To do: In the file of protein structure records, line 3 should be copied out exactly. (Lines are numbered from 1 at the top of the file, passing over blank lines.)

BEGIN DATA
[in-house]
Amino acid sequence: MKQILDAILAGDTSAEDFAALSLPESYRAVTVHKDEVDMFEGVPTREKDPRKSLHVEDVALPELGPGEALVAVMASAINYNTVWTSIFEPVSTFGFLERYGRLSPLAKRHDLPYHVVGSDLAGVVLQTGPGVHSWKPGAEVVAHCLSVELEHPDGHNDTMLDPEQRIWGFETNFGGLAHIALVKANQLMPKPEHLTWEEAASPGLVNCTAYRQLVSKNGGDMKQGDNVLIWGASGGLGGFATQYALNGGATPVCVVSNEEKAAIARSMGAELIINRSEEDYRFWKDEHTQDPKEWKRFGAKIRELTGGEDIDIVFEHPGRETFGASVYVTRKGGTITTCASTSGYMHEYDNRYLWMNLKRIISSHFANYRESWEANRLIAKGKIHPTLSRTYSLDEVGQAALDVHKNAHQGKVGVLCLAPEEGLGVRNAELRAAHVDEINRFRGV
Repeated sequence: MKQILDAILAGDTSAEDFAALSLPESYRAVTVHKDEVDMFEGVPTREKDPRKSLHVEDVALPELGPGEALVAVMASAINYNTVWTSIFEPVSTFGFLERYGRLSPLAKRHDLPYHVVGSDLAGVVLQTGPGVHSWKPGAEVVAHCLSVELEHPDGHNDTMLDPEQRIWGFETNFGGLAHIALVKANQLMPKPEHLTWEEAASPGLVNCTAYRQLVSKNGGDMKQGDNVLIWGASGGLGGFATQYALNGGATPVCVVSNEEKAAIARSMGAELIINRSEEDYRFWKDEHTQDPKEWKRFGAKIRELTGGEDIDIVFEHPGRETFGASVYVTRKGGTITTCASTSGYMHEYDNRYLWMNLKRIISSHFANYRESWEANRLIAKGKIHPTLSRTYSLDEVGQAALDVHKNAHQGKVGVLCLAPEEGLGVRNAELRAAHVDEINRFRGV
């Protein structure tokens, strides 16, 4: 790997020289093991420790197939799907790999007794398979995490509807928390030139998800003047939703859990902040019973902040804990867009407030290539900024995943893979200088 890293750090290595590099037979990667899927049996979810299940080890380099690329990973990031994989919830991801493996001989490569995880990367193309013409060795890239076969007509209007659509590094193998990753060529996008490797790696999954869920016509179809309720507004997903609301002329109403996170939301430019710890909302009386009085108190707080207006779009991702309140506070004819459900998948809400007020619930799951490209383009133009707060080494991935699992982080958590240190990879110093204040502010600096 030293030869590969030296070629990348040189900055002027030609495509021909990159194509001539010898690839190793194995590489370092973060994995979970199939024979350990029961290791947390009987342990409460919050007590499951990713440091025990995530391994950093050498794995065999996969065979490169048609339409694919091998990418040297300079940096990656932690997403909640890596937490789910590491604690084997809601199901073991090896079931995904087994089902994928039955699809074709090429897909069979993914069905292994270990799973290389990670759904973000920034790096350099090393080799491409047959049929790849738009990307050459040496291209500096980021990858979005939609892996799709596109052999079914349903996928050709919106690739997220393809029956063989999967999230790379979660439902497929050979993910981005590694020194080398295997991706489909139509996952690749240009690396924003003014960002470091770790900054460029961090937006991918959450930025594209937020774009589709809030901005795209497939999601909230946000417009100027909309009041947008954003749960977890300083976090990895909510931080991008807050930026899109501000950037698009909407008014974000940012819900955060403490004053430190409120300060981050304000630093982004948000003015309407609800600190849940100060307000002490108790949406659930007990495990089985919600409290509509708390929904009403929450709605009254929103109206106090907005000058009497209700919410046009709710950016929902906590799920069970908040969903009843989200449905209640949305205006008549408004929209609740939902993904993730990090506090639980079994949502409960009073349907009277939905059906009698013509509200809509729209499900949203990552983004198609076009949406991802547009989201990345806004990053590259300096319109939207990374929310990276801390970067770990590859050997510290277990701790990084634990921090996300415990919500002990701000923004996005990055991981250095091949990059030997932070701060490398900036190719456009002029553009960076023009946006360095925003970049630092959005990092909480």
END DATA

Repeated sequence: MKQILDAILAGDTSAEDFAALSLPESYRAVTVHKDEVDMFEGVPTREKDPRKSLHVEDVALPELGPGEALVAVMASAINYNTVWTSIFEPVSTFGFLERYGRLSPLAKRHDLPYHVVGSDLAGVVLQTGPGVHSWKPGAEVVAHCLSVELEHPDGHNDTMLDPEQRIWGFETNFGGLAHIALVKANQLMPKPEHLTWEEAASPGLVNCTAYRQLVSKNGGDMKQGDNVLIWGASGGLGGFATQYALNGGATPVCVVSNEEKAAIARSMGAELIINRSEEDYRFWKDEHTQDPKEWKRFGAKIRELTGGEDIDIVFEHPGRETFGASVYVTRKGGTITTCASTSGYMHEYDNRYLWMNLKRIISSHFANYRESWEANRLIAKGKIHPTLSRTYSLDEVGQAALDVHKNAHQGKVGVLCLAPEEGLGVRNAELRAAHVDEINRFRGV